1985; Graham 1986; Seeger 1987; Jane Hill 1990; Briggs 1993; Chernela 2003; married women (see Chernela 1993; 2003; Piedade 1997). Taking this
and Sicoli 2010, among others). The analysis of the musical structures of these as an analytical base, one may view women’s song practices as reflective
songs is an on-going project of mine.

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of the tension between belonging and varying degrees of not-belonging, turn contemplate the concept of genre itself (following Bauman and Briggs
but also as participation in an expressive practice that gives voice to the 1992) as a site of linguistic and cultural contact and dynamism. Chernela
complexity of being female in an exogamous society.4 (2003) describes the singing of these songs as an expression of the desire to
be social (and see Urban 1988 on expressions of sociability). They are also
I focus on individual articulations of discursive sharing about those statements about the value of the genre of sad songs in general.
complexities, in which discourse styles or genres cross linguistic or cultural
borders without requiring the sharing of specific linguistic forms from In describing the kinds of work that sad songs do, Chernela (2003) brings
one language to another (see Kroskrity 1997). As Beier et al. (2002:123- to the discussion a reminder that individuals position themselves in
126) note, the presence of socioculturally important discursive practices communities of practice (CofP; Eckert and McConnell-Ginet 1992) via
can create the context for the sharing of linguistic forms. A key factor in their speech practices. These CofP involve constructions of social relations
generic or stylistic transfer across languages is marital patterns and daily based on the participation of individuals through interaction, versus the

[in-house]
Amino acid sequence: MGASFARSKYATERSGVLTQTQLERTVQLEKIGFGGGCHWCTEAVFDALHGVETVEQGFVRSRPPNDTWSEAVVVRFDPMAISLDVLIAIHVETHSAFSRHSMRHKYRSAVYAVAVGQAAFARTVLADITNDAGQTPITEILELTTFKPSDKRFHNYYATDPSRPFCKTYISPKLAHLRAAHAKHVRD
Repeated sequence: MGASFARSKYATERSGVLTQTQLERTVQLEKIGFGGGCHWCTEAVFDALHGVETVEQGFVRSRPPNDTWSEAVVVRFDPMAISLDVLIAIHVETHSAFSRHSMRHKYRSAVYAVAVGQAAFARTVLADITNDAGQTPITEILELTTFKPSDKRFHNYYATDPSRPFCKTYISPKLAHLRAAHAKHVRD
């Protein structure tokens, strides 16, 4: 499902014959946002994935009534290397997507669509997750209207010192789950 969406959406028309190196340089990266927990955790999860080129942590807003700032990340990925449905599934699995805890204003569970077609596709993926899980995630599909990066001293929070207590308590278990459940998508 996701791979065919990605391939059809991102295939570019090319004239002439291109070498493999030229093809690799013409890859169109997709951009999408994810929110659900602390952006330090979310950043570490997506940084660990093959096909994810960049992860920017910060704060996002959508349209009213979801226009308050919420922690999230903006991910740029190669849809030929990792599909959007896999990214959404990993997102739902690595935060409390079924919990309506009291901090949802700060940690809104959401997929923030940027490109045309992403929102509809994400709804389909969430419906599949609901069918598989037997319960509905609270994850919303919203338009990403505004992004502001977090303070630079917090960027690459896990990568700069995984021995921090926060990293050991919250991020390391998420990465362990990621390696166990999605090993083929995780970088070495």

experiences of multilingualism (Kroskrity 1997:32). Chernela (2003; assignment of an individual to a network or community through externally
2012) describes several characteristic discursive elements of these songs, imposed forces (Eckert and McConnell-Ginet 1992; Chernela 2003).
including representation of the self and one’s place in society, as well as Recognition of this constructive process is necessary for understanding
particular poetic and formal structuring devices. Also characteristic of the actual moment-to-moment interactions that create a song dialogue
this genre is a prosody and vocal presentation that is iconic of weeping (Chernela 2003). These songs allow women a chance to demonstrate
(Chernela 2003). These songs convey an affective perspective on the life their own proficiency in public performance, while openly addressing
of a woman in particular circumstances (Chernela 1988; 1993; 2003; those dynamics that are understood as unsayable, doubly so by people
2011; 2012) I focus here on a few of the characteristics as a vehicle for who are not ideologically licensed to comment upon them. Noting that
exploration of the production and pragmatic effect of these songs. As will language and identity are bound up for Tukanoan societies (e.g., Jackson
be demonstrated, there are similarities and differences that allow us to in 1974; 1976; 1983; Sorensen 1967; 1973), one further notes that it is not
just what one speaks, but how one speaks, that allow linguistic challenges
to men’s perceived dominance (Chernela 2003; 2011). These songs are